My comments, in brief: this development is most welcome, as yet another example that open access has moved into a competitive phase for the commercial sector. Commentary on the APF will have to wait until one is announced, but note that anything above $1,300 U.S. will not be competitive with existing options such as Nature's Scientific Reports and PLoS ONE. It is hard to assess the terms based on the description from the announcement. My advice to Liebert is to use a CC license, leave copyright with the author, and clarify what "noncommercial" means as the current CC NC terms are much too broad. My recommendation is to limit noncommercial to no resale and clearly state that there is no intention of limiting educational use.
Description from the announcement:
BioResearch Open Access is a journal of broad interest that has been launched to overcome unnecessary barriers to the immediate availability and use of research. BioResearch Open Access makes all content freely available to researchers worldwide. There will be no article processing fees for articles submitted prior to May 15, 2012. Article processing fees to cover the cost of publication may be announced after May 15, 2012.Comments
All articles in the Journal will be deposited upon publication, without embargo, to PubMed Central. BioResearch Open Access is fully NIH-, HHMI-, and Wellcome Trust-compliant.
Benefits to authors:
- High visibility: immediate universal access, high citations, downloads
- Accessible to researchers in low-income countries
- Fast-track publication opportunity
- Global marketing and publicity for your article
- Podcasts or Skype videocasts on selected articles
- Users may access, download, post, and redistribute article as well as adapt, translate, text- and data-mine content contained in the article, for noncommercial purposes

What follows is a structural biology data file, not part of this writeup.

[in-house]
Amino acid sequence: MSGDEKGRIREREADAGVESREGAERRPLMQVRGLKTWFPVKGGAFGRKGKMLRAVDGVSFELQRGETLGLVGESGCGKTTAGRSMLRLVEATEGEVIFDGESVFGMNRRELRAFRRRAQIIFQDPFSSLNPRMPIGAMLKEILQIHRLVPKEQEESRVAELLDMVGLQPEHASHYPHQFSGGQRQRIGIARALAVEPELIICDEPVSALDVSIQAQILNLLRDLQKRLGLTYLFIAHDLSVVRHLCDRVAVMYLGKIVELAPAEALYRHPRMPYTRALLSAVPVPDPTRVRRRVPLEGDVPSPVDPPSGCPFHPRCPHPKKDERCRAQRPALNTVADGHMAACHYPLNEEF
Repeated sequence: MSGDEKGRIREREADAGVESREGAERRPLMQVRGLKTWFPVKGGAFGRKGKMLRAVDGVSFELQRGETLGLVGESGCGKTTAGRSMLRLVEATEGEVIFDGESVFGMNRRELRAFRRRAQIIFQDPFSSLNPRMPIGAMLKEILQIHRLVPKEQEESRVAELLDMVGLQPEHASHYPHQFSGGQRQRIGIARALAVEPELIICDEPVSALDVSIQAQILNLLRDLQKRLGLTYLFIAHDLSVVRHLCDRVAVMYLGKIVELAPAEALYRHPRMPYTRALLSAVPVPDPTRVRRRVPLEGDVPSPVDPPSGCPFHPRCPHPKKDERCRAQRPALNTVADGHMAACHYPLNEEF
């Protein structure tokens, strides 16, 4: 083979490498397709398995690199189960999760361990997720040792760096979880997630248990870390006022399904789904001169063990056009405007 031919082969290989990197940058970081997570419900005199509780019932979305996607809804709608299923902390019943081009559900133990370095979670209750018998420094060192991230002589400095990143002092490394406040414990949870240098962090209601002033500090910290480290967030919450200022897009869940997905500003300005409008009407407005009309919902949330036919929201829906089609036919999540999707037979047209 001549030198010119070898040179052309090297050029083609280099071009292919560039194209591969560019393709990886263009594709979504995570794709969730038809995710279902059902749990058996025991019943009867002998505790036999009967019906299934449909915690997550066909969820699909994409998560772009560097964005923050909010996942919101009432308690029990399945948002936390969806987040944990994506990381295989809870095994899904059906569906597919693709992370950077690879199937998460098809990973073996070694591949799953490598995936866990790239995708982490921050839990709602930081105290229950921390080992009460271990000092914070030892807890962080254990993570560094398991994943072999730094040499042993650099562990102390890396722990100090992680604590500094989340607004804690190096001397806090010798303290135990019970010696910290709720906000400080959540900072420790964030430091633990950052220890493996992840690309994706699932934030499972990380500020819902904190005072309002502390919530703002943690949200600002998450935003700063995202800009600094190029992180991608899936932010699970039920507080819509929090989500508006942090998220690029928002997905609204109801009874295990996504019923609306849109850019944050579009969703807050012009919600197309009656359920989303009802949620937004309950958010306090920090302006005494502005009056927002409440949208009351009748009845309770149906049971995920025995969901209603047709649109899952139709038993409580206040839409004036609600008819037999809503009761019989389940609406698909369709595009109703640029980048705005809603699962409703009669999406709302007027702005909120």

Welcome to Mary Anne Liebert and Bioresearch Open Access - yet another example that open access has moved into a competitive phase for the commercial sector. Comment on the article processing fee will have to wait until this is announced, but note that anything above $1,300 U.S. would not be competitive with similar services such as Nature's Scientific Reports and PLoS ONE. The default $3,200 optional open access fee for other Liebert journals suggests that this publisher has yet to take OA competition seriously. This article processing fee is nearly double the BioMedCentral standard fee of $1,895 U.S., for example, and six times the article processing fees for many of the journals published by the profitable Hindawi Publishing Company.
The description of terms Users may access, download, post, and redistribute article as well as adapt, translate, text- and data-mine content contained in the article, for noncommercial purposes needs to be clarified before serious commentary is possible. Questions that I see as needing an answer:
1. Who retains copyright? (My advice: with open access, the author should retain copyright).
2. Will a CC license be used, and if so, which one? Presumably NC, but this is not totally clear.
3. If Liebert is not planning to grant blanket commercial rights, what does this mean, exactly? Note that I fully support the CC Noncommercial license, providing that the intent is limited to prohibiting resale and that it is clear that educational use is not considered commercial. Unfortunately, this is not clear with the CC Version 3.0 licenses - I hope that this will be corrected for Version 4.0, but in the meantime clarification is necessary. The language that I use for this for IJPE http://poeticeconomics.blogspot.com/2011/12/education-is-public-good-not-commercial.html is available to anyone for this purpose on a public-domain basis (tweak as you like, citation optional).
Thanks to Daniel Mietchen for the head's-up.